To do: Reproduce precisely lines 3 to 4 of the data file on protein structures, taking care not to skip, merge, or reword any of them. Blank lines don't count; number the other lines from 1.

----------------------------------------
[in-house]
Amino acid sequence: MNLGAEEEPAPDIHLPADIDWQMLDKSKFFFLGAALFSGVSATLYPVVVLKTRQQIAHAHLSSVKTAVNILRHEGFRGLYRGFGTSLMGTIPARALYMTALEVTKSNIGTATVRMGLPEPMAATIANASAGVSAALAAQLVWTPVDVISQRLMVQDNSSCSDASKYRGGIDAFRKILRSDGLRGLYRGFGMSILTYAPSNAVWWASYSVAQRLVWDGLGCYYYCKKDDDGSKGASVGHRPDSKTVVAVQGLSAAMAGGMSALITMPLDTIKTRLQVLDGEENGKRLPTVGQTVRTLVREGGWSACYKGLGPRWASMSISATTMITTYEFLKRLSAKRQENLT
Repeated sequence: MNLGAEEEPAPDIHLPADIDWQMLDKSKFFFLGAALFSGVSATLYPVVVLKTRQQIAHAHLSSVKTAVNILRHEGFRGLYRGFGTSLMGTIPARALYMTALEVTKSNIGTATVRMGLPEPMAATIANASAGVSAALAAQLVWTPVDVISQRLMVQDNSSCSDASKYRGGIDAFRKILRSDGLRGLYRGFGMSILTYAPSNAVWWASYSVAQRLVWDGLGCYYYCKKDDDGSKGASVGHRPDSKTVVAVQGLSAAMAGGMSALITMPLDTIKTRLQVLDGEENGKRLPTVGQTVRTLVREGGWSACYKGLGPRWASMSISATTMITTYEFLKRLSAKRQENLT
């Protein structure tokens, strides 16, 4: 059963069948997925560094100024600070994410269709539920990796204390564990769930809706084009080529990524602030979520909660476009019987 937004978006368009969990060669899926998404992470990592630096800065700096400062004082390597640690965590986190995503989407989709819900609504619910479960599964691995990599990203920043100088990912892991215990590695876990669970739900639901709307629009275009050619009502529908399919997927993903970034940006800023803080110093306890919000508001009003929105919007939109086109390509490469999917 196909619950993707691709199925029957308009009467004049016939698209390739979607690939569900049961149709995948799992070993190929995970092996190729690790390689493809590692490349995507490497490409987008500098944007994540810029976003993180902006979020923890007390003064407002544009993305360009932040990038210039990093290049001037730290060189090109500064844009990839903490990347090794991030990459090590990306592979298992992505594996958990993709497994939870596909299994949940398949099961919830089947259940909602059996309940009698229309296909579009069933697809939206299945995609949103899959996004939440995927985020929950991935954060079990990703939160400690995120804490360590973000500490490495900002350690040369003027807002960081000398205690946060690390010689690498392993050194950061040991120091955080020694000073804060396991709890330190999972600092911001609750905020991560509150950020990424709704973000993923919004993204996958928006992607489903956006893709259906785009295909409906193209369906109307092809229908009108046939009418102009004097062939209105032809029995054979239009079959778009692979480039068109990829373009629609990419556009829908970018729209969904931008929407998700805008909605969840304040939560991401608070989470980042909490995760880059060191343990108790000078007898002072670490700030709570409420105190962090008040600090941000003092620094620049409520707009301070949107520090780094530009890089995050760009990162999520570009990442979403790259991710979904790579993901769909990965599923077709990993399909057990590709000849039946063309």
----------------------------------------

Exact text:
Repeated sequence: MNLGAEEEPAPDIHLPADIDWQMLDKSKFFFLGAALFSGVSATLYPVVVLKTRQQIAHAHLSSVKTAVNILRHEGFRGLYRGFGTSLMGTIPARALYMTALEVTKSNIGTATVRMGLPEPMAATIANASAGVSAALAAQLVWTPVDVISQRLMVQDNSSCSDASKYRGGIDAFRKILRSDGLRGLYRGFGMSILTYAPSNAVWWASYSVAQRLVWDGLGCYYYCKKDDDGSKGASVGHRPDSKTVVAVQGLSAAMAGGMSALITMPLDTIKTRLQVLDGEENGKRLPTVGQTVRTLVREGGWSACYKGLGPRWASMSISATTMITTYEFLKRLSAKRQENLT
């Protein structure tokens, strides 16, 4: 059963069948997925560094100024600070994410269709539920990796204390564990769930809706084009080529990524602030979520909660476009019987 937004978006368009969990060669899926998404992470990592630096800065700096400062004082390597640690965590986190995503989407989709819900609504619910479960599964691995990599990203920043100088990912892991215990590695876990669970739900639901709307629009275009050619009502529908399919997927993903970034940006800023803080110093306890919000508001009003929105919007939109086109390509490469999917 196909619950993707691709199925029957308009009467004049016939698209390739979607690939569900049961149709995948799992070993190929995970092996190729690790390689493809590692490349995507490497490409987008500098944007994540810029976003993180902006979020923890007390003064407002544009993305360009932040990038210039990093290049001037730290060189090109500064844009990839903490990347090794991030990459090590990306592979298992992505594996958990993709497994939870596909299994949940398949099961919830089947259940909602059996309940009698229309296909579009069933697809939206299945995609949103899959996004939440995927985020929950991935954060079990990703939160400690995120804490360590973000500490490495900002350690040369003027807002960081000398205690946060690390010689690498392993050194950061040991120091955080020694000073804060396991709890330190999972600092911001609750905020991560509150950020990424709704973000993923919004993204996958928006992607489903956006893709259906785009295909409906193209369906109307092809229908009108046939009418102009004097062939209105032809029995054979239009079959778009692979480039068109990829373009629609990419556009829908970018729209969904931008929407998700805008909605969840304040939560991401608070989470980042909490995760880059060191343990108790000078007898002072670490700030709570409420105190962090008040600090941000003092620094620049409520707009301070949107520090780094530009890089995050760009990162999520570009990442979403790259991710979904790579993901769909990965599923077709990993399909057990590709000849039946063309």